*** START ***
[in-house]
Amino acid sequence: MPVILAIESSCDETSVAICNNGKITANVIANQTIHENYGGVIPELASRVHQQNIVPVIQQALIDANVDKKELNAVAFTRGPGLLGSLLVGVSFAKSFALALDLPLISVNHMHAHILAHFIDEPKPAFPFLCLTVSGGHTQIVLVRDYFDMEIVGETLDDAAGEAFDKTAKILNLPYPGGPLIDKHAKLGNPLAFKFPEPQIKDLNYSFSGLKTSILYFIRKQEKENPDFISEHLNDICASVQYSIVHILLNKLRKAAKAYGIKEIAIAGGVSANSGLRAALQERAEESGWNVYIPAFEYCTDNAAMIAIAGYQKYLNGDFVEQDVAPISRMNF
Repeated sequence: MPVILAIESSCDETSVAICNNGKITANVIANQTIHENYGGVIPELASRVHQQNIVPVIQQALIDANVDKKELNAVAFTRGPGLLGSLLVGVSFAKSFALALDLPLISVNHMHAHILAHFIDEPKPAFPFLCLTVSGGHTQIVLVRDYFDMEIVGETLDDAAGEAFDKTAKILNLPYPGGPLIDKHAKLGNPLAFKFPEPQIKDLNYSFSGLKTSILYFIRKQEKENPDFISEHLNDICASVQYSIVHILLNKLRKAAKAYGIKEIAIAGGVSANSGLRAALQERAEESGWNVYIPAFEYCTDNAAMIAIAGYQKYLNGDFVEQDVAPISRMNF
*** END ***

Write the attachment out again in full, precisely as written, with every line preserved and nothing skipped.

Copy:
[in-house]
Amino acid sequence: MPVILAIESSCDETSVAICNNGKITANVIANQTIHENYGGVIPELASRVHQQNIVPVIQQALIDANVDKKELNAVAFTRGPGLLGSLLVGVSFAKSFALALDLPLISVNHMHAHILAHFIDEPKPAFPFLCLTVSGGHTQIVLVRDYFDMEIVGETLDDAAGEAFDKTAKILNLPYPGGPLIDKHAKLGNPLAFKFPEPQIKDLNYSFSGLKTSILYFIRKQEKENPDFISEHLNDICASVQYSIVHILLNKLRKAAKAYGIKEIAIAGGVSANSGLRAALQERAEESGWNVYIPAFEYCTDNAAMIAIAGYQKYLNGDFVEQDVAPISRMNF
Repeated sequence: MPVILAIESSCDETSVAICNNGKITANVIANQTIHENYGGVIPELASRVHQQNIVPVIQQALIDANVDKKELNAVAFTRGPGLLGSLLVGVSFAKSFALALDLPLISVNHMHAHILAHFIDEPKPAFPFLCLTVSGGHTQIVLVRDYFDMEIVGETLDDAAGEAFDKTAKILNLPYPGGPLIDKHAKLGNPLAFKFPEPQIKDLNYSFSGLKTSILYFIRKQEKENPDFISEHLNDICASVQYSIVHILLNKLRKAAKAYGIKEIAIAGGVSANSGLRAALQERAEESGWNVYIPAFEYCTDNAAMIAIAGYQKYLNGDFVEQDVAPISRMNF